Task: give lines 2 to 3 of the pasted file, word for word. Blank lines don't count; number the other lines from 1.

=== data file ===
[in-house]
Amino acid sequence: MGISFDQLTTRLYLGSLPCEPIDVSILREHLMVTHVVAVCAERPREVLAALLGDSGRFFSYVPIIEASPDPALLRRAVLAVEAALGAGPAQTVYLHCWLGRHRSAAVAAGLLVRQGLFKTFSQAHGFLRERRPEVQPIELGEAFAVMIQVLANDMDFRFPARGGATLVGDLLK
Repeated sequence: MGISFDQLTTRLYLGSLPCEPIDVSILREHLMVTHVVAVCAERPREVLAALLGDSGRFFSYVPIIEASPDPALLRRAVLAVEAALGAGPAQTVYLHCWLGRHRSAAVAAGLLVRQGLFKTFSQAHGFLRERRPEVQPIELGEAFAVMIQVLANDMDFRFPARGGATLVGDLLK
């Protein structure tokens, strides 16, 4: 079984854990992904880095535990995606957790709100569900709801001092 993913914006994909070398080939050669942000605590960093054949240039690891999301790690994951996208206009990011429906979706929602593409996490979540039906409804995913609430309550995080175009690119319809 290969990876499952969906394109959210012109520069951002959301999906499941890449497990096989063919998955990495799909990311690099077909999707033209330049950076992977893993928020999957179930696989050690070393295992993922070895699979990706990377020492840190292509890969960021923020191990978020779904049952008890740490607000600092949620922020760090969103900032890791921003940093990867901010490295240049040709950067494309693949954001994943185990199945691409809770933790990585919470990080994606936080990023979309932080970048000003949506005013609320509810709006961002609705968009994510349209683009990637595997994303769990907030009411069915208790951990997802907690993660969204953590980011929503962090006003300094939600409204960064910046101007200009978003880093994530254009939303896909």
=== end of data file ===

Amino acid sequence: MGISFDQLTTRLYLGSLPCEPIDVSILREHLMVTHVVAVCAERPREVLAALLGDSGRFFSYVPIIEASPDPALLRRAVLAVEAALGAGPAQTVYLHCWLGRHRSAAVAAGLLVRQGLFKTFSQAHGFLRERRPEVQPIELGEAFAVMIQVLANDMDFRFPARGGATLVGDLLK
Repeated sequence: MGISFDQLTTRLYLGSLPCEPIDVSILREHLMVTHVVAVCAERPREVLAALLGDSGRFFSYVPIIEASPDPALLRRAVLAVEAALGAGPAQTVYLHCWLGRHRSAAVAAGLLVRQGLFKTFSQAHGFLRERRPEVQPIELGEAFAVMIQVLANDMDFRFPARGGATLVGDLLK